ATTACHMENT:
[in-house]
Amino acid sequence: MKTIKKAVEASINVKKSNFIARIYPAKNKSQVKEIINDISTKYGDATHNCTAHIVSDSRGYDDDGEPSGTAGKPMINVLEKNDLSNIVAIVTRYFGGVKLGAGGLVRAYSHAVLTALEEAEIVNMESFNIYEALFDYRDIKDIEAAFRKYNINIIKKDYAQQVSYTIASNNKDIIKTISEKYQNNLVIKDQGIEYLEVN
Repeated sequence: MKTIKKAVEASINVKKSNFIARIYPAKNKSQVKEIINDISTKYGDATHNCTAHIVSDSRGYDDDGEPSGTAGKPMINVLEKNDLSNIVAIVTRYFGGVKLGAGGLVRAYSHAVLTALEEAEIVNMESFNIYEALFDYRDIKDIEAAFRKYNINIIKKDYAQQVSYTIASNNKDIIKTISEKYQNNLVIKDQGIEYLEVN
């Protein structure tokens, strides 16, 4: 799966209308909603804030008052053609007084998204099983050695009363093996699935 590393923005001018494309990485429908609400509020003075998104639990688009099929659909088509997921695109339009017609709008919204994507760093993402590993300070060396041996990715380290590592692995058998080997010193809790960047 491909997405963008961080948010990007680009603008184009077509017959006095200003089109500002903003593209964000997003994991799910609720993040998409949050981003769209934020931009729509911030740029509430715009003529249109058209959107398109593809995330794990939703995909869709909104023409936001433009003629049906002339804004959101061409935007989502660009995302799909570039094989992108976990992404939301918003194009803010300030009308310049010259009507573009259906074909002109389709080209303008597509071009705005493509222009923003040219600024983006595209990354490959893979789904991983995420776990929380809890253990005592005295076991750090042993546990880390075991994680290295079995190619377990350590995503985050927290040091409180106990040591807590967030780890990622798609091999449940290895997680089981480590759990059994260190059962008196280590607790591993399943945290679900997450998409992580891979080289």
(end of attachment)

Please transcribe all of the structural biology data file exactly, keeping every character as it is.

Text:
[in-house]
Amino acid sequence: MKTIKKAVEASINVKKSNFIARIYPAKNKSQVKEIINDISTKYGDATHNCTAHIVSDSRGYDDDGEPSGTAGKPMINVLEKNDLSNIVAIVTRYFGGVKLGAGGLVRAYSHAVLTALEEAEIVNMESFNIYEALFDYRDIKDIEAAFRKYNINIIKKDYAQQVSYTIASNNKDIIKTISEKYQNNLVIKDQGIEYLEVN
Repeated sequence: MKTIKKAVEASINVKKSNFIARIYPAKNKSQVKEIINDISTKYGDATHNCTAHIVSDSRGYDDDGEPSGTAGKPMINVLEKNDLSNIVAIVTRYFGGVKLGAGGLVRAYSHAVLTALEEAEIVNMESFNIYEALFDYRDIKDIEAAFRKYNINIIKKDYAQQVSYTIASNNKDIIKTISEKYQNNLVIKDQGIEYLEVN
């Protein structure tokens, strides 16, 4: 799966209308909603804030008052053609007084998204099983050695009363093996699935 590393923005001018494309990485429908609400509020003075998104639990688009099929659909088509997921695109339009017609709008919204994507760093993402590993300070060396041996990715380290590592692995058998080997010193809790960047 491909997405963008961080948010990007680009603008184009077509017959006095200003089109500002903003593209964000997003994991799910609720993040998409949050981003769209934020931009729509911030740029509430715009003529249109058209959107398109593809995330794990939703995909869709909104023409936001433009003629049906002339804004959101061409935007989502660009995302799909570039094989992108976990992404939301918003194009803010300030009308310049010259009507573009259906074909002109389709080209303008597509071009705005493509222009923003040219600024983006595209990354490959893979789904991983995420776990929380809890253990005592005295076991750090042993546990880390075991994680290295079995190619377990350590995503985050927290040091409180106990040591807590967030780890990622798609091999449940290895997680089981480590759990059994260190059962008196280590607790591993399943945290679900997450998409992580891979080289």